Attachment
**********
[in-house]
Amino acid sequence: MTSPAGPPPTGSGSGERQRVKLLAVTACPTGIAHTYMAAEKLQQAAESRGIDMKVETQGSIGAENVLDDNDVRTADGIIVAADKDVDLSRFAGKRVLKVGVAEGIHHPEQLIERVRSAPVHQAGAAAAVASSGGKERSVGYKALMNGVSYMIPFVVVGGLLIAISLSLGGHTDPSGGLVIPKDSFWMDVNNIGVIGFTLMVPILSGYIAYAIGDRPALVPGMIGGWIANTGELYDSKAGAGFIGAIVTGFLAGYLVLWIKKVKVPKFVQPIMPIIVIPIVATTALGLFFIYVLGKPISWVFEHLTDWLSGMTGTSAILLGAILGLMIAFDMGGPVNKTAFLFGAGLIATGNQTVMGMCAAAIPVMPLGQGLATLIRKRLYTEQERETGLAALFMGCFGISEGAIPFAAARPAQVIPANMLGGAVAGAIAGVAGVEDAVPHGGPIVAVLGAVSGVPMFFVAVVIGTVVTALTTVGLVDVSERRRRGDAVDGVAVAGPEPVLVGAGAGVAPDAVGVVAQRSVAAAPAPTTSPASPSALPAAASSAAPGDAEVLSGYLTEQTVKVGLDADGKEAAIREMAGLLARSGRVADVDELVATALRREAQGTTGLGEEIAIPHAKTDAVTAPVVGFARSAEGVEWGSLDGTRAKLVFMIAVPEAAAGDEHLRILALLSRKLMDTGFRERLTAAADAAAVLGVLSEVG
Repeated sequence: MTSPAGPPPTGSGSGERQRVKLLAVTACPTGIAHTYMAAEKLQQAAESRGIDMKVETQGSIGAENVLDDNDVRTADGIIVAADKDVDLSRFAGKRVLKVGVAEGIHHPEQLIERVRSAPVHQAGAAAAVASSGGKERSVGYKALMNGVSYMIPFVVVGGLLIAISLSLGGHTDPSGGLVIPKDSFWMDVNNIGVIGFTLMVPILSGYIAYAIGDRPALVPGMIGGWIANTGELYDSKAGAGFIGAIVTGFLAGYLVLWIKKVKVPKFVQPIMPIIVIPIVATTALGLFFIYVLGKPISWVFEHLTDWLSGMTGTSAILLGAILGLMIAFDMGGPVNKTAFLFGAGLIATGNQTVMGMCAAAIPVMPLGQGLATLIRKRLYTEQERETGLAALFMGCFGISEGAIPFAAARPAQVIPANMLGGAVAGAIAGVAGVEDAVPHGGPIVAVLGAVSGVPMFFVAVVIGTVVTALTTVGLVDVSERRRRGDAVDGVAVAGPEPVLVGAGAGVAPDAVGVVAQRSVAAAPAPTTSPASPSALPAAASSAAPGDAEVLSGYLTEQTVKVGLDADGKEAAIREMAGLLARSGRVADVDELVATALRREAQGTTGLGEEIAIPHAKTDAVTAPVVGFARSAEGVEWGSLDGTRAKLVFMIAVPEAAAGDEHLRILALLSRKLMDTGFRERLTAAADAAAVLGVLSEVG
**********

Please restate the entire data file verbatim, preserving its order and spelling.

[in-house]
Amino acid sequence: MTSPAGPPPTGSGSGERQRVKLLAVTACPTGIAHTYMAAEKLQQAAESRGIDMKVETQGSIGAENVLDDNDVRTADGIIVAADKDVDLSRFAGKRVLKVGVAEGIHHPEQLIERVRSAPVHQAGAAAAVASSGGKERSVGYKALMNGVSYMIPFVVVGGLLIAISLSLGGHTDPSGGLVIPKDSFWMDVNNIGVIGFTLMVPILSGYIAYAIGDRPALVPGMIGGWIANTGELYDSKAGAGFIGAIVTGFLAGYLVLWIKKVKVPKFVQPIMPIIVIPIVATTALGLFFIYVLGKPISWVFEHLTDWLSGMTGTSAILLGAILGLMIAFDMGGPVNKTAFLFGAGLIATGNQTVMGMCAAAIPVMPLGQGLATLIRKRLYTEQERETGLAALFMGCFGISEGAIPFAAARPAQVIPANMLGGAVAGAIAGVAGVEDAVPHGGPIVAVLGAVSGVPMFFVAVVIGTVVTALTTVGLVDVSERRRRGDAVDGVAVAGPEPVLVGAGAGVAPDAVGVVAQRSVAAAPAPTTSPASPSALPAAASSAAPGDAEVLSGYLTEQTVKVGLDADGKEAAIREMAGLLARSGRVADVDELVATALRREAQGTTGLGEEIAIPHAKTDAVTAPVVGFARSAEGVEWGSLDGTRAKLVFMIAVPEAAAGDEHLRILALLSRKLMDTGFRERLTAAADAAAVLGVLSEVG
Repeated sequence: MTSPAGPPPTGSGSGERQRVKLLAVTACPTGIAHTYMAAEKLQQAAESRGIDMKVETQGSIGAENVLDDNDVRTADGIIVAADKDVDLSRFAGKRVLKVGVAEGIHHPEQLIERVRSAPVHQAGAAAAVASSGGKERSVGYKALMNGVSYMIPFVVVGGLLIAISLSLGGHTDPSGGLVIPKDSFWMDVNNIGVIGFTLMVPILSGYIAYAIGDRPALVPGMIGGWIANTGELYDSKAGAGFIGAIVTGFLAGYLVLWIKKVKVPKFVQPIMPIIVIPIVATTALGLFFIYVLGKPISWVFEHLTDWLSGMTGTSAILLGAILGLMIAFDMGGPVNKTAFLFGAGLIATGNQTVMGMCAAAIPVMPLGQGLATLIRKRLYTEQERETGLAALFMGCFGISEGAIPFAAARPAQVIPANMLGGAVAGAIAGVAGVEDAVPHGGPIVAVLGAVSGVPMFFVAVVIGTVVTALTTVGLVDVSERRRRGDAVDGVAVAGPEPVLVGAGAGVAPDAVGVVAQRSVAAAPAPTTSPASPSALPAAASSAAPGDAEVLSGYLTEQTVKVGLDADGKEAAIREMAGLLARSGRVADVDELVATALRREAQGTTGLGEEIAIPHAKTDAVTAPVVGFARSAEGVEWGSLDGTRAKLVFMIAVPEAAAGDEHLRILALLSRKLMDTGFRERLTAAADAAAVLGVLSEVG